The third inner-crisis moment in our series happens to be the first of several that Patty Berglund, wife of Walter and mother of Joey, undergoes in Jonathan Franzen’s Freedom:

“Due perhaps to the nicotine, she spent the entire night sleeplessly replaying the evening in her head, trying to do as [her soon-to-be husband Walter's best friend] Richard had demanded and get her thoughts straight. But it was an odd mental kabuki, because even as she was circling around and around the question of what kind of person she was and what her life was ultimately going to look like, one fat fact sat fixed and unchanging at the center of her: she wanted to take a road trip with Richard and, what’s more, she was going to do it. The sad truth was that their talk in the car had been a tremendous excitement and relief to her – an excitement because Richard was exciting and a relief because, finally, after months of trying to be somebody she wasn’t, or wasn’t quite, she’d felt and sounded like her unpretended true self. This was why she knew she’d find a way to take the road trip. All she had to do now was surmount her guilt about Walter and her sorrow about not being the kind of person he and she both wished she were. How right he’d been to go slow with her! How smart he was about her inner dubiousness! When she considered how right and smart he was about her, she felt all the sadder and guiltier about disappointing him, and was plunged back into the roundabout of indecision.”

Finally, Patty’s ultimate breakdown, which is also her ultimate breakthrough, as she’s caring for her estranged and now dying father:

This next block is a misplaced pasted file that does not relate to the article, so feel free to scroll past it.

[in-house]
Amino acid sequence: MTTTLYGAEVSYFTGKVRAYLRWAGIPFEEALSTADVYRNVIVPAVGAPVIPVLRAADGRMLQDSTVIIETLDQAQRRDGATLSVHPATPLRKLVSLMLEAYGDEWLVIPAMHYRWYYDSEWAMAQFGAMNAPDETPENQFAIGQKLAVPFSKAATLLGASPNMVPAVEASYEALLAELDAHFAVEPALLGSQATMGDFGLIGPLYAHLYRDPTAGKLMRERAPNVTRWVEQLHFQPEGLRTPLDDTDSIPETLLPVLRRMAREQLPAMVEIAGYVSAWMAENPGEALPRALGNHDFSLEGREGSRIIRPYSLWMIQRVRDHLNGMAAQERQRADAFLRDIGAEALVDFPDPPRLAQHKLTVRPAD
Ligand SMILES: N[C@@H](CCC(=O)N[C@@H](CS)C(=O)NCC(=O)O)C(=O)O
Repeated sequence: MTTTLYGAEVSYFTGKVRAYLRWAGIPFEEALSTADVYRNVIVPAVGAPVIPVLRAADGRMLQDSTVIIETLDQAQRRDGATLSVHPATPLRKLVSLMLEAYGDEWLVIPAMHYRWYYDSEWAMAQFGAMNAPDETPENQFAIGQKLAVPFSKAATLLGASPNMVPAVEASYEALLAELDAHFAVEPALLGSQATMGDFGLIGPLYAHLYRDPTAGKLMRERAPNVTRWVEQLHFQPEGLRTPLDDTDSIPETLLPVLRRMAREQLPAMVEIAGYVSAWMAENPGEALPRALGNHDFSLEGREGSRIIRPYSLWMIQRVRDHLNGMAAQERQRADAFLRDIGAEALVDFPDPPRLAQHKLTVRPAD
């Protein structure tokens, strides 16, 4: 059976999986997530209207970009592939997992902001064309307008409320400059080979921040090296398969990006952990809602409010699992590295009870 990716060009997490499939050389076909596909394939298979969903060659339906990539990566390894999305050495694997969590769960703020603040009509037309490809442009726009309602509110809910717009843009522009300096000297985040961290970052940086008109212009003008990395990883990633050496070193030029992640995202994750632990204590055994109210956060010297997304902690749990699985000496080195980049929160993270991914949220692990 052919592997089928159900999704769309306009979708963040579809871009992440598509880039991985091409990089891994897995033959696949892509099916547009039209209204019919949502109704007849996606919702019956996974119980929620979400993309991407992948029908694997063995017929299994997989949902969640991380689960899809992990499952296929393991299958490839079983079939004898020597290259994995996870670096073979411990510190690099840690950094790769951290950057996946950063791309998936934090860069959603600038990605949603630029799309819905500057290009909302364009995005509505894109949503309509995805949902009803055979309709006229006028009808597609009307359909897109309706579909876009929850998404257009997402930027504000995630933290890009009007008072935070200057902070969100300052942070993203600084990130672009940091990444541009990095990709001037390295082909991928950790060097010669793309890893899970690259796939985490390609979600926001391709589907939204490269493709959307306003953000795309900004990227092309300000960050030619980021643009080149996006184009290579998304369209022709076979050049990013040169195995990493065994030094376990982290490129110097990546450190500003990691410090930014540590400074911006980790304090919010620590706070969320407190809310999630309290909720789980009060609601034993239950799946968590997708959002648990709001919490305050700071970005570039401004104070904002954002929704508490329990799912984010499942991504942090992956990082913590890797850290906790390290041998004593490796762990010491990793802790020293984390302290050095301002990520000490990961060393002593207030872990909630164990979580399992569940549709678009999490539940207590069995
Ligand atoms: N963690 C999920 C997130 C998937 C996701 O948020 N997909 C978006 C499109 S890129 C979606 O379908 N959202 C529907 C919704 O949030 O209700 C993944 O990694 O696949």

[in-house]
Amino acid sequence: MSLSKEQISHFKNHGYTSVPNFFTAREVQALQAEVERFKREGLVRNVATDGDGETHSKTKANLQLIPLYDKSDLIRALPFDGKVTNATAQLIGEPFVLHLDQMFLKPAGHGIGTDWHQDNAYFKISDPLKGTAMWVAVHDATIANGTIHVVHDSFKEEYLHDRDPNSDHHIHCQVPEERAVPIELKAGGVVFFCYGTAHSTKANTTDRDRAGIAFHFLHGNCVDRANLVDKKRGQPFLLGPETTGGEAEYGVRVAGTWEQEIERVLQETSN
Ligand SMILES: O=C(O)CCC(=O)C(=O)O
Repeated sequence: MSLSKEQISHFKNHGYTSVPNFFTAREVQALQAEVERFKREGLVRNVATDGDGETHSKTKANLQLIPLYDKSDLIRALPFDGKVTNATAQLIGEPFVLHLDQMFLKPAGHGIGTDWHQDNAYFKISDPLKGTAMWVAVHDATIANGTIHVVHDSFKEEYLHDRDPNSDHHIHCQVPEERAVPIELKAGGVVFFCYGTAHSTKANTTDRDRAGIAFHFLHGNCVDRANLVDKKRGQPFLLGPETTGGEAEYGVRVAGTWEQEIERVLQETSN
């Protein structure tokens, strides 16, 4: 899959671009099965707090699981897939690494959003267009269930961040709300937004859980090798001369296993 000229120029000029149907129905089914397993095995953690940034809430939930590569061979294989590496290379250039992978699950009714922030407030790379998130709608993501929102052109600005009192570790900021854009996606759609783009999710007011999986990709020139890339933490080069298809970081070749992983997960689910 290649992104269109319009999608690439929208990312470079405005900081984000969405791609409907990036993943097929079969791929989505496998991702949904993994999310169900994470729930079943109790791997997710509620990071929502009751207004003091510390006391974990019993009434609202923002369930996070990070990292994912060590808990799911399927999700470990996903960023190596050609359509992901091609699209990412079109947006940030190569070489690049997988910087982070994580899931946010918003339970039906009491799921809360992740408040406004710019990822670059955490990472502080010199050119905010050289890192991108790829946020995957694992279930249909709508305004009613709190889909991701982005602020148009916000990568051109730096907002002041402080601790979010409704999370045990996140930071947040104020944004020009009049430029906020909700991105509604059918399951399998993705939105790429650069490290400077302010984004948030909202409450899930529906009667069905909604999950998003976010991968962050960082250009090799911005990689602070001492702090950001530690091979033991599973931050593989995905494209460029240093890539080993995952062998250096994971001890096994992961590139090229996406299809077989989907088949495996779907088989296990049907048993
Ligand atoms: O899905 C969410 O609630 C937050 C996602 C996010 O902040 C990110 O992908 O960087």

“As much as possible, though, Patty sat with her father, held his hand, and allowed herself to love him. She could almost physically feel her emotional organs rearranging themselves, bringing her self-pity plainly into view at last, in its full obscenity, like a hideous purple-red growth in her that needed to be cut out. Spending so much time listening to her father make fun of everything, albeit a little more feebly each day, she was disturbed to see how much like him she was, and why her own children weren’t more amused by her capacity for amusement, and why it would have been better to have forced herself to see more of her parents in the critical years of her own parenthood, so as to better understand her kids’ response to her. Her dream of creating a fresh life, entirely from scratch, entirely independent, had been just that: a dream. She was her father’s daughter. Neither he nor she had ever really wanted to grow up, and now they worked at it together. There’s no point in denying that Patty, who will always be competitive, took satisfaction in being less embarrassed by his sickness, less afraid, than her siblings were. As a girl, she’d wanted to believe that he loved her more than anything, and now, as she squeezed his hand in hers, trying to help him across the distance of pain that even morphine could only shorten – could not make disappear – it became true, they made it true, and it changed her.”